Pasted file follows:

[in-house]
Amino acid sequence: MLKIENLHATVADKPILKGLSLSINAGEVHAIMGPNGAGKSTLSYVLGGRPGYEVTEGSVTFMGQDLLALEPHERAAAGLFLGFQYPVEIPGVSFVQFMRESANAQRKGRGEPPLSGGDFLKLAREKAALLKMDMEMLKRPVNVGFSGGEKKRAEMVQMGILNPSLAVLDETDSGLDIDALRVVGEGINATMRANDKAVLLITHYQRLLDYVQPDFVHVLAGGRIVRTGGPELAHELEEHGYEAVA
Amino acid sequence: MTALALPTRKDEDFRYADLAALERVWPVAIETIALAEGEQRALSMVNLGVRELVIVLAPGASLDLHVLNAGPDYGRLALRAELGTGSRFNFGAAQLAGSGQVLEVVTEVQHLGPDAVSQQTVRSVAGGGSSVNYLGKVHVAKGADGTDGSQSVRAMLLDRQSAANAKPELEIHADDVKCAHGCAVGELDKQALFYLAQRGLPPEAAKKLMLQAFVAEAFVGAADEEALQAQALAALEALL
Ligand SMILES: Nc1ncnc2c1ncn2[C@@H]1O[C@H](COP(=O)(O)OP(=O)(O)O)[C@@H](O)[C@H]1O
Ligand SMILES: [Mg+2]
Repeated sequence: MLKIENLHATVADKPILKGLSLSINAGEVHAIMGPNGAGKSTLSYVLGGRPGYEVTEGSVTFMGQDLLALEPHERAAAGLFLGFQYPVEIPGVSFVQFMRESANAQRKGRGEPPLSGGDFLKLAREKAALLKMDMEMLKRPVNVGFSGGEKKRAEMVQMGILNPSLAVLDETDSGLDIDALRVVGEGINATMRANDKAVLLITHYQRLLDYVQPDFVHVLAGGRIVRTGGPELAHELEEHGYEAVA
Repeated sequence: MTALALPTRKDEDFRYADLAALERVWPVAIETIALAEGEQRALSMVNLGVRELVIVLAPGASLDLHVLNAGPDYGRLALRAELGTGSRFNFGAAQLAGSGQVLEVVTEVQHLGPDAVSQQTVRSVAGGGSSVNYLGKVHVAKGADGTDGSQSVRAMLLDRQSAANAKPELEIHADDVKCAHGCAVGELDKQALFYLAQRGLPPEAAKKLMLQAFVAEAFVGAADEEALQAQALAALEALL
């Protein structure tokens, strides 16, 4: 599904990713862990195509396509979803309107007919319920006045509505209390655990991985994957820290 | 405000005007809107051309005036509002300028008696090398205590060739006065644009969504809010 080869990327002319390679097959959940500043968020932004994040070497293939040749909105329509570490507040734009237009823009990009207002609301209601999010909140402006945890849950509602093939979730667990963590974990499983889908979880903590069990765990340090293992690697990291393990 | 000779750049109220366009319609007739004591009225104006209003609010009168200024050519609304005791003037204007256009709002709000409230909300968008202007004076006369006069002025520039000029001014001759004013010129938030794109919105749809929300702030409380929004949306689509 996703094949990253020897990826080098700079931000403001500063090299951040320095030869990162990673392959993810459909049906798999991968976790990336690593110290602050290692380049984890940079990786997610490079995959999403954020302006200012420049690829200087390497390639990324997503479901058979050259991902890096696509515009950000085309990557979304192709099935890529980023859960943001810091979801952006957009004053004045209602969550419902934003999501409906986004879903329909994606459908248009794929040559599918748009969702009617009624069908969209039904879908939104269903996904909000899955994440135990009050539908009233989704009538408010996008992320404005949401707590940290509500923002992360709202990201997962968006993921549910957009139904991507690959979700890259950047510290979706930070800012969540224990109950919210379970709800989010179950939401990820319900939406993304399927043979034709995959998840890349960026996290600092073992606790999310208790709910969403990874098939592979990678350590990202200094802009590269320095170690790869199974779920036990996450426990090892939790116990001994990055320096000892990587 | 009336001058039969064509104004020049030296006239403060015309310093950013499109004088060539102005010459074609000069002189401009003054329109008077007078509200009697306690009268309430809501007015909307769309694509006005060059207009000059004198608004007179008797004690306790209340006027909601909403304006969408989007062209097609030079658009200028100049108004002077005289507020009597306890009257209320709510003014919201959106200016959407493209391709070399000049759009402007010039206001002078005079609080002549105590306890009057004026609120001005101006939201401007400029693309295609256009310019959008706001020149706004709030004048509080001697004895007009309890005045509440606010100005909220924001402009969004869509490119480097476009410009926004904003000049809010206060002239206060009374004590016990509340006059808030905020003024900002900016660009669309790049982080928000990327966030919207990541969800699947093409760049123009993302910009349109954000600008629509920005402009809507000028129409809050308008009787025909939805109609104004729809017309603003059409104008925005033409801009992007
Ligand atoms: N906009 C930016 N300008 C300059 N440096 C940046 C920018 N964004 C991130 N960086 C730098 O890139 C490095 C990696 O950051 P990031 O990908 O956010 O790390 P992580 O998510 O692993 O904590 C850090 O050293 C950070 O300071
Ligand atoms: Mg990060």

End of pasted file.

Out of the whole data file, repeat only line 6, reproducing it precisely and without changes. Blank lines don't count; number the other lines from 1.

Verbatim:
Repeated sequence: MLKIENLHATVADKPILKGLSLSINAGEVHAIMGPNGAGKSTLSYVLGGRPGYEVTEGSVTFMGQDLLALEPHERAAAGLFLGFQYPVEIPGVSFVQFMRESANAQRKGRGEPPLSGGDFLKLAREKAALLKMDMEMLKRPVNVGFSGGEKKRAEMVQMGILNPSLAVLDETDSGLDIDALRVVGEGINATMRANDKAVLLITHYQRLLDYVQPDFVHVLAGGRIVRTGGPELAHELEEHGYEAVA